The public Rebecca West was so formidable a figure that re-imagining her as a lonely child, a troubled adolescent, a passionate lover, an ambivalent mother or a devoted wife is like learning an entirely new language. Glendinning, who specialized in biographies of extraordinary women, the more imposing the better (see Endpapers, Page 15), has precisely the right credentials. Experience has taught her how to humanize her subjects without diminishing them, no easy job when you're dealing with the self-created legends of the century. As the author says in her introduction, "Rebecca West lived her life operatically, and tinkered endlessly with the story line, the score and the libretto. The plot remains unresolved."
Concerned that a single biographer, no matter how dedicated, might not do justice to her extraordinary life, West took the precaution of authorizing two writers to tackle the assignment. Glendinning was to do the shorter book, concentrating upon youth and middle age; Stanley Olson was awarded the definitive treatment. Anthony West, Rebecca's son by H. G. Wells, preempted them both by writing his own autobiographical novel, "Heritage," a corrosively bitter account of his tortured relationship with his illustrious parents. Without actually disputing Anthony West's personal vision, Glendinning manages to rehabilitate Rebecca West's image in a work that succeeds both as a model of cool objectivity and as a capsule history of modern woman from 1892 to 1983, with West always in the vanguard of change.
Rebecca West was invented shortly after she had begun to write under her own name of Cicely Isabel Fairfield for an English feminist weekly, "The Freewoman." She was 19 years old, and her literary debut was arresting. Reviewing a book on the status of women in India, she minced no words. "There are two kinds of imperialists--imperialists and bloody imperialists." Apparently concerned that her unladylike language might embarrass her mother, she borrowed from Ibsen's play "Rosmersholm" the name of a woman who forces her married lover into a suicide pact. As Glendinning remarks, "Much could be made of her choice of name." Later, after having been the mistress of a few married men herself, notably H. G. Wells and Lord Beaverbrook, West denied any desire to identify with Ibsen's heroine. Though she admitted that Ibsen had taught her that "ideas make the world go round," she commented uncharitably that "I began to realize that Ibsen cried out for ideas for the same reason men call out for water, because he had not got any."
West was an instant sensation in literary London. Looking like a schoolgirl in pastel frocks and garden party hats, she delivered outrageous statements in a mellifluous voice trained for the stage. She had, in fact, desperately wanted to be an actress, as she makes clear in her posthumously published novel "Sunflower." Writing was second choice, embarked upon only after she failed to qualify for a second year at the Royal Academy.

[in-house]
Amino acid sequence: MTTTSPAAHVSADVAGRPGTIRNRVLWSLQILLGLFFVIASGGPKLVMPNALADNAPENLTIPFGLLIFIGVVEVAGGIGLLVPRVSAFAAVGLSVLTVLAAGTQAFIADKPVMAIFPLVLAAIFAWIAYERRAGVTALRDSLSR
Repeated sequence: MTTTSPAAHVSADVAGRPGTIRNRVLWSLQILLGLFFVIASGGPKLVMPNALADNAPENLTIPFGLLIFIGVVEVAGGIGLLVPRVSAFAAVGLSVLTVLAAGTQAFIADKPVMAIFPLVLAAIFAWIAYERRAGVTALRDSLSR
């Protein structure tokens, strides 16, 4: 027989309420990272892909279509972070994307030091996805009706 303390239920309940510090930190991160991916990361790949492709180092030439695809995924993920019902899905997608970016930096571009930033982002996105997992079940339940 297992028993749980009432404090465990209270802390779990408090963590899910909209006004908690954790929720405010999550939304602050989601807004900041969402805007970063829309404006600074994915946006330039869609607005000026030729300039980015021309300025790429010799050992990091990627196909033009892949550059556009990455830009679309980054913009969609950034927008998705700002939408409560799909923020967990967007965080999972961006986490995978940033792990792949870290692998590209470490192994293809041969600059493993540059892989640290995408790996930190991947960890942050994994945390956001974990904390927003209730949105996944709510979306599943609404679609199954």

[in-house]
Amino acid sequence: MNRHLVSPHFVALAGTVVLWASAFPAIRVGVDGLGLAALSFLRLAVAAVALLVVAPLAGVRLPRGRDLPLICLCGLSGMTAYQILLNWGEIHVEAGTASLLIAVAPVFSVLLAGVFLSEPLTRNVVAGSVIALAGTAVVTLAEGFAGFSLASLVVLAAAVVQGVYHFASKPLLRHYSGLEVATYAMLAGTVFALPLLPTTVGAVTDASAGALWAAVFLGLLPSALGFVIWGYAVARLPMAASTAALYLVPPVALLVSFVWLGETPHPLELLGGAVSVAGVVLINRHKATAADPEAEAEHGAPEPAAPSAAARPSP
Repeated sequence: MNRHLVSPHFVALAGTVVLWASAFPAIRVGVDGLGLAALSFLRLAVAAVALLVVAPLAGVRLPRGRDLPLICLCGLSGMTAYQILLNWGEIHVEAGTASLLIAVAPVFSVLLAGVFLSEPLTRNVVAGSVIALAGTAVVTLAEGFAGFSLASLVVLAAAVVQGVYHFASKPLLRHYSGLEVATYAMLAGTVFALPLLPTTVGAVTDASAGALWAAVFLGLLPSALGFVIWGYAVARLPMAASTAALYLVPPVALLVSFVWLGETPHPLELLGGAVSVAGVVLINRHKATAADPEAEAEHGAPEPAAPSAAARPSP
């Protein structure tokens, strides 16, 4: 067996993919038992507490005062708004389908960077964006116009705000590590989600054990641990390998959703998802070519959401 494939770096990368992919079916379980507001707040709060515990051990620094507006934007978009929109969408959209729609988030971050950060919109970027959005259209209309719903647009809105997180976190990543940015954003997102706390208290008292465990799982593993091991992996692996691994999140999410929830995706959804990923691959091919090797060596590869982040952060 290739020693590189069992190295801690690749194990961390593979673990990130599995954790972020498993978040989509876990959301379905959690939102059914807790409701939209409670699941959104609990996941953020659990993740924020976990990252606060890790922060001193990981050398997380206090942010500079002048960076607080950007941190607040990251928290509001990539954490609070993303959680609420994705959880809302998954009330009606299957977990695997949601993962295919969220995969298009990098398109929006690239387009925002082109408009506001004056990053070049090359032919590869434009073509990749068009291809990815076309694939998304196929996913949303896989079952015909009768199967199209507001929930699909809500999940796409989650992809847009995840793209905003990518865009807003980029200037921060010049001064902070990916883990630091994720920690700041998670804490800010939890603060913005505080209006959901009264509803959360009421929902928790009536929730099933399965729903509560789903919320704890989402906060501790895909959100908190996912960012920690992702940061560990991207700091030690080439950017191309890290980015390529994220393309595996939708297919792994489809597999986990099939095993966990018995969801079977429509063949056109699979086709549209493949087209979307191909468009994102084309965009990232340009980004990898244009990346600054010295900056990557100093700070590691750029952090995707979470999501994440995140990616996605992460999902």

Virtually West's last piece for "The Freewoman" was a review of H. G. Wells' new novel, "Marriage." Wells, in his mid-40s, married and already an eminence of English letters, invited her to lunch. The rest is history. Within months, they were lovers, a pair of awesome intellects calling each other Panther and Jaguar as they cuddled their way across the Continent, their relationship generously tolerated by Wells' long-suffering wife Jane.
Wells was succeeded by Lord Beaverbrook, whose tenure was shorter and stormier. Finally weary of the strains of unmarried motherhood and longing for the stability that neither Wells nor Beaverbrook could offer her, she married Henry Andrews, a sweet, sensible man for whom she felt more affection than passion. Despite (or perhaps because of) her flamboyant life, she firmly believed in marriage; "the job I was born to do, and I did it."
West continued to produce novels and essays on a variety of topics, doing her best work for The Observer and The New Yorker. As her style matured, she became increasingly outspoken and judgmental. The quintessential West-works, written in the '30s and '40s, are "Black Lamb and Gray Falcon," inspired by her visit to Yugoslavia, and "The Meaning of Treason," her hotly debated and widely read discussion of treachery in all its forms, begun as a report on the trial of William Joyce, the Nazi propagandist known as Lord Haw-Haw. Appearing first in The New Yorker in 1945, "The Meaning of Treason" has since become a classic, the book that not only earned her the Order of the British Empire, but recognition by Time magazine as "indisputably the world's No. 1 woman writer" and an accolade in The New York Times Book Review saying that "Rebecca West comes closer than any other living writer to the achievement of a counterpoint in prose as rich as plural melody in music. She writes, as life is lived, on many levels."
Paradoxical, mercurial and committed to the end, West challenges even Glendinning. That, of course, is exactly what she wanted from the start of her astounding life and career. While young and in love with Wells, she wrote: "We are each an amalgam of the will to live and the will to die." At 90, she was still proving herself right.